Meta-analysis reveals key risk factors for postoperative urinary retention following spine surgery

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Older age, male sex, benign prostatic hyperplasia, diabetes mellitus and a history of urinary tract infection are all risk factors for postoperative urinary retention (POUR) following elective spine surgery, according to a recent meta-analysis.

The meta-analysis, the findings of which were published in The Spine Journal by Yu Chang (National Cheng Kung University Hospital, Tainan, Taiwan) et al, also found that longer operative time and increased intravenous fluid support increases the risk of POUR.

In total, 31,251 patients (POUR=2,858, no POUR=28,393) were included in the meta-analysis. Demographics, type of elective spine surgery, country, definition of POUR, and potential risk factors for POUR were all evaluated.

The Cochrane Library, Embase, and Medline electronic databases were searched to identify relevant studies. Binary outcomes were reported as odds ratio (OR). Weighted mean differences (WMD) or standardised mean differences (SMD), with 95% confidence intervals (CI), were used for meta-analysis of continuous outcomes.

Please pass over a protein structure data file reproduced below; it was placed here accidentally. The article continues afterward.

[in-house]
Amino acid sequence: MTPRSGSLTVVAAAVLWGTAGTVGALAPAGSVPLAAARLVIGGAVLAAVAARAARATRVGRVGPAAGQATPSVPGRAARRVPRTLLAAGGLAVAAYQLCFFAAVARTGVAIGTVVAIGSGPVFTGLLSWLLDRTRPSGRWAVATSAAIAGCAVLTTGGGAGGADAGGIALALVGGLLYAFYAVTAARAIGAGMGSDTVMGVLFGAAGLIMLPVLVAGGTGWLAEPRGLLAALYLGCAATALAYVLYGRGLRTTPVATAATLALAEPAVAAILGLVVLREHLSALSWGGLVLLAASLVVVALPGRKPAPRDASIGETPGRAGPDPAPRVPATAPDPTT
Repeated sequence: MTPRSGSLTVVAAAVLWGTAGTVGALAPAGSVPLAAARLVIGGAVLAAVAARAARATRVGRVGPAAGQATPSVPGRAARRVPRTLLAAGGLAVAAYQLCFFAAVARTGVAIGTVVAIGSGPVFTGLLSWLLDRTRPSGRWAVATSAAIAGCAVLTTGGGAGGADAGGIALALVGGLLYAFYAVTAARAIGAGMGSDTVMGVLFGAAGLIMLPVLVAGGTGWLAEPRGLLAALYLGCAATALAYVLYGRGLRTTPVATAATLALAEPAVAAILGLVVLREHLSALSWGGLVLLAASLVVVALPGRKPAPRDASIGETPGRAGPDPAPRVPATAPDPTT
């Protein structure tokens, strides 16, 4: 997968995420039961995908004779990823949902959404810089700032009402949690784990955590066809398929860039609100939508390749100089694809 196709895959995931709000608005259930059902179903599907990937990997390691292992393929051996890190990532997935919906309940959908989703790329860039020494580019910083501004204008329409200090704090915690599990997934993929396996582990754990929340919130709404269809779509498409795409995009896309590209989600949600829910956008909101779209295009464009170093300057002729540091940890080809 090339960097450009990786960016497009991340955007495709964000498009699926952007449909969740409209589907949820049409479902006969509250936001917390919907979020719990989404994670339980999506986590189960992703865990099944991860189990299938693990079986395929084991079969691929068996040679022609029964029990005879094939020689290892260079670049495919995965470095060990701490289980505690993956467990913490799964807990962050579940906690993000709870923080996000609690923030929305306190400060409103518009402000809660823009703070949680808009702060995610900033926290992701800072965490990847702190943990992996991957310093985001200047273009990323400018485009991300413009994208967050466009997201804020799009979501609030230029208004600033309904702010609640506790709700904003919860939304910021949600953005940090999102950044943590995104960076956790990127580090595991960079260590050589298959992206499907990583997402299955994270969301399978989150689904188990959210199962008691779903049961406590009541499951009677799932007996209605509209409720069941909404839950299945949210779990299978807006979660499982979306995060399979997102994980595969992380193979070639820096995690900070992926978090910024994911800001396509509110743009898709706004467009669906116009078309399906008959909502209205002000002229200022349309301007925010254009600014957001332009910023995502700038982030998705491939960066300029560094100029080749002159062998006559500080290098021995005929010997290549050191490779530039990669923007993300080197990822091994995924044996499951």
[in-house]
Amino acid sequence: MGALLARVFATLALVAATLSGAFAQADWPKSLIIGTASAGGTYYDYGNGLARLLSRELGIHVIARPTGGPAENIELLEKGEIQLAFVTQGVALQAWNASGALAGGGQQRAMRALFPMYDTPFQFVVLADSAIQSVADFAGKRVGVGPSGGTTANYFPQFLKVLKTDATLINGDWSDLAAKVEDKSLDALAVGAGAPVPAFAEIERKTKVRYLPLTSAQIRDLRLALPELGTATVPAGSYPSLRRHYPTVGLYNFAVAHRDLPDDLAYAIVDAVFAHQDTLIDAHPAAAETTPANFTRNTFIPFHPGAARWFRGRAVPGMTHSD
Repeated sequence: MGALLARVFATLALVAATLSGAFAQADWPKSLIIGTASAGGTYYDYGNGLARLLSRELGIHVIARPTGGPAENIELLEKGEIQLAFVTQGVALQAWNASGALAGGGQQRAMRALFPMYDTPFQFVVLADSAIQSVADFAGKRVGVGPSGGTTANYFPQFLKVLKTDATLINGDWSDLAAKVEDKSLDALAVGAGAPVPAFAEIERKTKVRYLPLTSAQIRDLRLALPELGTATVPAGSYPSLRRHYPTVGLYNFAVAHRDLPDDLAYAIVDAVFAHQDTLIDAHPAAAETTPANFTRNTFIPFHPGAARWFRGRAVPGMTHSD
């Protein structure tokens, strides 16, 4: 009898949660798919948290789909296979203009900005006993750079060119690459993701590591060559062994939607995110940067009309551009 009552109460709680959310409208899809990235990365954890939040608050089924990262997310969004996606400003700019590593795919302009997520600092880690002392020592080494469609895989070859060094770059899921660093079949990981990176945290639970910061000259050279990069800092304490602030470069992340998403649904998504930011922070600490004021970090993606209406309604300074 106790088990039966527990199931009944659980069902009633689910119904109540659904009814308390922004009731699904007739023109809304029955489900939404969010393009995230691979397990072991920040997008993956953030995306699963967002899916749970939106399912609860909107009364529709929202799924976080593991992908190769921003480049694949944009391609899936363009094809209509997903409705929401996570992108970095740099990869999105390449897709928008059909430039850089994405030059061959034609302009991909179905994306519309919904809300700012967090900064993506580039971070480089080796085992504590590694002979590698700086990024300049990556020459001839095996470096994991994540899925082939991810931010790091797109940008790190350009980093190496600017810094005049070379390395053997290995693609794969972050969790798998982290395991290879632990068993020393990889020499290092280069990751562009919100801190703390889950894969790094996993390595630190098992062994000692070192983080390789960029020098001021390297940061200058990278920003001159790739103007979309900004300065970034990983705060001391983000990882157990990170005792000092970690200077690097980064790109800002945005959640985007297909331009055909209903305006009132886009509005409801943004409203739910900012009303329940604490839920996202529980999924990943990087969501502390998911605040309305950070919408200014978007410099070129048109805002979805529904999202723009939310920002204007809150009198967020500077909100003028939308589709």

Eleven studies—two prospective and nine retrospective—were included. Patients with POUR were older than those without POUR (WMD, 7.13; 95% CI, 4.5–9.76). Male patients were found to have an increased risk of POUR (OR, 1.31; 95% CI, 1.04–1.64). In addition, benign prostatic hyperplasia (OR, 3.79; 95% CI, 1.89–7.62), diabetes mellitus (OR, 1.50; 95% CI, 1.17–1.93), and previous urinary tract infection (OR, 1.70; 95% CI, 1.28–2.24), were also identified as significant risk factors for POUR.

Furthermore, longer operative time (WMD, 19.88; 95% CI, 5.01–34.75) and increased intraoperative fluid support (SMD, 0.37; 95% CI, 0.23–0.52) were observed in patients with POUR. In contrast, spine surgical procedures involving fewer levels (OR, 0.75; 95% CI, 0.65–0.86), and ambulation on the same day as surgery (OR, 0.65; 95% CI, 0.52–0.81) were associated with a decreased risk of POUR.


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